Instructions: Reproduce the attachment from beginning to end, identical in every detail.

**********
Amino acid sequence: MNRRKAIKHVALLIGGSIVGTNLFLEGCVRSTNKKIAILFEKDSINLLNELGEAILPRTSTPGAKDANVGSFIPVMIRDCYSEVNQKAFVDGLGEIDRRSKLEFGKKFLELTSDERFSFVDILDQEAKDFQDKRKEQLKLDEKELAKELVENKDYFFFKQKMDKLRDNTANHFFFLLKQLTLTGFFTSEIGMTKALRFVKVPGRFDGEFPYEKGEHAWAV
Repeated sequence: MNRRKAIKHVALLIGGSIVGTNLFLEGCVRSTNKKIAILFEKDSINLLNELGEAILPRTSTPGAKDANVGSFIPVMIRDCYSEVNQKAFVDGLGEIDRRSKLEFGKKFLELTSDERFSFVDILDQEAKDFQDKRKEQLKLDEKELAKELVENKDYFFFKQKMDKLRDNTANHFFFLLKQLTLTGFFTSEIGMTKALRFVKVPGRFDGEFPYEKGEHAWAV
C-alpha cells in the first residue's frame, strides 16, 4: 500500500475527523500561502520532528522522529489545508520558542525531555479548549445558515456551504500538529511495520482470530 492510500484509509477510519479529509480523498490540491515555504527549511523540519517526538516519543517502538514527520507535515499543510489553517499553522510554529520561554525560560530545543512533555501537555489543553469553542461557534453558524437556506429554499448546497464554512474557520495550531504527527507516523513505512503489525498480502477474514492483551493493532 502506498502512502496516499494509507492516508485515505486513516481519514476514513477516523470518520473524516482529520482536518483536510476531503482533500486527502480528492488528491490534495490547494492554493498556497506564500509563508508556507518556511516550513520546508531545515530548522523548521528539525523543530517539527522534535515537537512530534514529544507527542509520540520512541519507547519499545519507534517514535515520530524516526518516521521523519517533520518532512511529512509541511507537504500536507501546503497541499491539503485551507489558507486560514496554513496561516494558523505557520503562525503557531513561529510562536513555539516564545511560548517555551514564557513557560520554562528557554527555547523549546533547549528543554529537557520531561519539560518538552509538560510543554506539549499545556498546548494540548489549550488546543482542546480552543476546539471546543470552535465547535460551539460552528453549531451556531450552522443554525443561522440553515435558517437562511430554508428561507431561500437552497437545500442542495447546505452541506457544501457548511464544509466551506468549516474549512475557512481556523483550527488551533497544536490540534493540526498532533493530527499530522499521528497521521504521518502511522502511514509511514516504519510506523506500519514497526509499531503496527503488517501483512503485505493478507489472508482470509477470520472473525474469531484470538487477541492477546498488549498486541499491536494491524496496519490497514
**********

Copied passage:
Amino acid sequence: MNRRKAIKHVALLIGGSIVGTNLFLEGCVRSTNKKIAILFEKDSINLLNELGEAILPRTSTPGAKDANVGSFIPVMIRDCYSEVNQKAFVDGLGEIDRRSKLEFGKKFLELTSDERFSFVDILDQEAKDFQDKRKEQLKLDEKELAKELVENKDYFFFKQKMDKLRDNTANHFFFLLKQLTLTGFFTSEIGMTKALRFVKVPGRFDGEFPYEKGEHAWAV
Repeated sequence: MNRRKAIKHVALLIGGSIVGTNLFLEGCVRSTNKKIAILFEKDSINLLNELGEAILPRTSTPGAKDANVGSFIPVMIRDCYSEVNQKAFVDGLGEIDRRSKLEFGKKFLELTSDERFSFVDILDQEAKDFQDKRKEQLKLDEKELAKELVENKDYFFFKQKMDKLRDNTANHFFFLLKQLTLTGFFTSEIGMTKALRFVKVPGRFDGEFPYEKGEHAWAV
C-alpha cells in the first residue's frame, strides 16, 4: 500500500475527523500561502520532528522522529489545508520558542525531555479548549445558515456551504500538529511495520482470530 492510500484509509477510519479529509480523498490540491515555504527549511523540519517526538516519543517502538514527520507535515499543510489553517499553522510554529520561554525560560530545543512533555501537555489543553469553542461557534453558524437556506429554499448546497464554512474557520495550531504527527507516523513505512503489525498480502477474514492483551493493532 502506498502512502496516499494509507492516508485515505486513516481519514476514513477516523470518520473524516482529520482536518483536510476531503482533500486527502480528492488528491490534495490547494492554493498556497506564500509563508508556507518556511516550513520546508531545515530548522523548521528539525523543530517539527522534535515537537512530534514529544507527542509520540520512541519507547519499545519507534517514535515520530524516526518516521521523519517533520518532512511529512509541511507537504500536507501546503497541499491539503485551507489558507486560514496554513496561516494558523505557520503562525503557531513561529510562536513555539516564545511560548517555551514564557513557560520554562528557554527555547523549546533547549528543554529537557520531561519539560518538552509538560510543554506539549499545556498546548494540548489549550488546543482542546480552543476546539471546543470552535465547535460551539460552528453549531451556531450552522443554525443561522440553515435558517437562511430554508428561507431561500437552497437545500442542495447546505452541506457544501457548511464544509466551506468549516474549512475557512481556523483550527488551533497544536490540534493540526498532533493530527499530522499521528497521521504521518502511522502511514509511514516504519510506523506500519514497526509499531503496527503488517501483512503485505493478507489472508482470509477470520472473525474469531484470538487477541492477546498488549498486541499491536494491524496496519490497514